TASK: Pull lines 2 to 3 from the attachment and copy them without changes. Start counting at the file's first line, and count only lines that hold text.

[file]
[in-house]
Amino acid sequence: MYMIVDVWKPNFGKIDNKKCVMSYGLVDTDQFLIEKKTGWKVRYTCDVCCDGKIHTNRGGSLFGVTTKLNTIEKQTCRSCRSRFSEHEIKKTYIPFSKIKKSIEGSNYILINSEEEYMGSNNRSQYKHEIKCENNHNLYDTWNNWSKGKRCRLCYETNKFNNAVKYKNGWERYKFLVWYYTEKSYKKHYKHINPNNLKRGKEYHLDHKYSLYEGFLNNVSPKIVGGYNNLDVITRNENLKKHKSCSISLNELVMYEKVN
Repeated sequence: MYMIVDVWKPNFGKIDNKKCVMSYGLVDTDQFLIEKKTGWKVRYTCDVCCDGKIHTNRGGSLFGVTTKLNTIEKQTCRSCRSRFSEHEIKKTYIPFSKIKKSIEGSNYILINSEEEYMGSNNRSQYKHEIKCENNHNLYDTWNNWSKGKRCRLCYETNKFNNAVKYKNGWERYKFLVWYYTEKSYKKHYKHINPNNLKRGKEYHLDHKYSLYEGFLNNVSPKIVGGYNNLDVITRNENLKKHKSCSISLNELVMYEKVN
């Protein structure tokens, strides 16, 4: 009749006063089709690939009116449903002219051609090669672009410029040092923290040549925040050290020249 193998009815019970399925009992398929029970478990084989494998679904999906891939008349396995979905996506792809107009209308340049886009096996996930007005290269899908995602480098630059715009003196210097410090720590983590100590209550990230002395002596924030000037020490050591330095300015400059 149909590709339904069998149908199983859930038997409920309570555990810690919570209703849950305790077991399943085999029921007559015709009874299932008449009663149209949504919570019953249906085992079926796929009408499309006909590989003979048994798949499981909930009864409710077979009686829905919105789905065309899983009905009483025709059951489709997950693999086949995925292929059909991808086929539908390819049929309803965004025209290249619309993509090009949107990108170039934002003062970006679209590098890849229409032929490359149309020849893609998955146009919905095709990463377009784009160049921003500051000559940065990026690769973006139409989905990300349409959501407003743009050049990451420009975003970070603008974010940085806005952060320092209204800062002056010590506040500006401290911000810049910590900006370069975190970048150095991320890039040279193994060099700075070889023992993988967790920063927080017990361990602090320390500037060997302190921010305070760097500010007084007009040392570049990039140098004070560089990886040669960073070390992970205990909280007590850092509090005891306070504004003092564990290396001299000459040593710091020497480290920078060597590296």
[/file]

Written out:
Amino acid sequence: MYMIVDVWKPNFGKIDNKKCVMSYGLVDTDQFLIEKKTGWKVRYTCDVCCDGKIHTNRGGSLFGVTTKLNTIEKQTCRSCRSRFSEHEIKKTYIPFSKIKKSIEGSNYILINSEEEYMGSNNRSQYKHEIKCENNHNLYDTWNNWSKGKRCRLCYETNKFNNAVKYKNGWERYKFLVWYYTEKSYKKHYKHINPNNLKRGKEYHLDHKYSLYEGFLNNVSPKIVGGYNNLDVITRNENLKKHKSCSISLNELVMYEKVN
Repeated sequence: MYMIVDVWKPNFGKIDNKKCVMSYGLVDTDQFLIEKKTGWKVRYTCDVCCDGKIHTNRGGSLFGVTTKLNTIEKQTCRSCRSRFSEHEIKKTYIPFSKIKKSIEGSNYILINSEEEYMGSNNRSQYKHEIKCENNHNLYDTWNNWSKGKRCRLCYETNKFNNAVKYKNGWERYKFLVWYYTEKSYKKHYKHINPNNLKRGKEYHLDHKYSLYEGFLNNVSPKIVGGYNNLDVITRNENLKKHKSCSISLNELVMYEKVN